More than half the respondents (53.45%) indicated adjustments to their buyer consultation process because of the commission lawsuits and to prepare for potential commission changes. But 46.55%, across all categories, have made no changes to their buyer consult. 

#2—If yes, are you finding that your changes have been effective with clients/prospects?

Among the 53.45% of respondents who have changed their buyer consult, most of them (83.66%) said their changes have been “definitely” or at least “somewhat” effective. 

#3—Have you altered your listing presentation due to potential commission changes for the industry?

Just over half the respondents (50.08%) said they’ve made changes to their listing presentation in response to poten

#4—Have you communicated anything about the commission lawsuits in your marketing (posting to social, emails, etc.)?

The majority of respondents (85.45%) have not communicated anything about the commission lawsuits in their marketing (social media, email, etc.), with just 14.55% saying they have.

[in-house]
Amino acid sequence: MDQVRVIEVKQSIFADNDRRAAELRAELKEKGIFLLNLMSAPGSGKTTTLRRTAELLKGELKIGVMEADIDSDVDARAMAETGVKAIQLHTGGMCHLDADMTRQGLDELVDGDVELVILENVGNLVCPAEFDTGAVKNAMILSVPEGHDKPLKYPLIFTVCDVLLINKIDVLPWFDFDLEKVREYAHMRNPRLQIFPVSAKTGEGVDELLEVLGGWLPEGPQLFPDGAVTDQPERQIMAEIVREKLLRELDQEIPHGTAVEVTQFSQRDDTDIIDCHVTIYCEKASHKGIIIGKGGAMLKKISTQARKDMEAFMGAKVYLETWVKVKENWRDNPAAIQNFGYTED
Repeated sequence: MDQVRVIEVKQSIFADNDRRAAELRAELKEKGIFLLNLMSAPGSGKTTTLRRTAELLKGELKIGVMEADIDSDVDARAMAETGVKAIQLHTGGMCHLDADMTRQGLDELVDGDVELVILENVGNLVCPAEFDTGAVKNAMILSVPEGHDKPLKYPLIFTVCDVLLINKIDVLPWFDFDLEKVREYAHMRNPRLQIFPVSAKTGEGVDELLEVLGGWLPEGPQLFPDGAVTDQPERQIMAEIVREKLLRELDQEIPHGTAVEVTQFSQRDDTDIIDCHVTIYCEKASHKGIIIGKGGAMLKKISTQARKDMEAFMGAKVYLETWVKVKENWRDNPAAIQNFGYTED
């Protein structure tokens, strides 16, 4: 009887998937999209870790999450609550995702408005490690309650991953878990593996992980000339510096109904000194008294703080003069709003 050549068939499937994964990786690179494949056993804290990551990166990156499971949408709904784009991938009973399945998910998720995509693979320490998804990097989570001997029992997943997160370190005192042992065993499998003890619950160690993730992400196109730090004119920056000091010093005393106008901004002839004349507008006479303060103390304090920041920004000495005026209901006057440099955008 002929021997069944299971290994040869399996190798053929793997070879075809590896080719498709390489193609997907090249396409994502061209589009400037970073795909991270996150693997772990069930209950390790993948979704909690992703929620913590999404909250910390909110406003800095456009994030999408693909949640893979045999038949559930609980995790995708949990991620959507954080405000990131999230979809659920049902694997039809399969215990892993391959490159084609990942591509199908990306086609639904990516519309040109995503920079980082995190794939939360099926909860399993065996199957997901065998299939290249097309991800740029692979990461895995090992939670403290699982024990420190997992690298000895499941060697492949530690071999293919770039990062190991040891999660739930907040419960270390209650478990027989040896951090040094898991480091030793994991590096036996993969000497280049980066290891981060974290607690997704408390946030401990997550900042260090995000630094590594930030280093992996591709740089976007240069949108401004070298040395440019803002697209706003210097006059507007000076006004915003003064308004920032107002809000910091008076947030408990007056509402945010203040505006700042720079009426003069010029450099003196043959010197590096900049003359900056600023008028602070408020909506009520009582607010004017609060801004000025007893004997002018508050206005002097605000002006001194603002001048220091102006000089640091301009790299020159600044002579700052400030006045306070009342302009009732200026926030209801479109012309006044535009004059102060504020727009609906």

Of those 14.55%, the majority (67.37%) say they haven’t received much of a response from consumers, while 30.53% said consumers appreciated the information. Only 1.05% of these respondents saw negative reactions from consumers.  

What do agents think about proposed commission changes?

Agent responses to this final question generally boiled down to two overriding sentiments:

“If listing and buyer agent commissions are ultimately divorced, and the offer of compensation in the MLS is eliminated, how would you view this?”

The largest group (37.52%) see decoupled commissions as a challenge most agents and brokers will be able to navigate. Of all the categories, Agents on a Team were most likely to share this sentiment. 

Another significant percentage (34.92%) see commission decoupling as a healthy house cleaning that will purge the industry of many less productive or professional agents. Team Leaders were most likely to hold this view. 

The full Agent Sentiment Report, including all charts and tables with a complete breakdown of the survey results, is available for download on BAMx.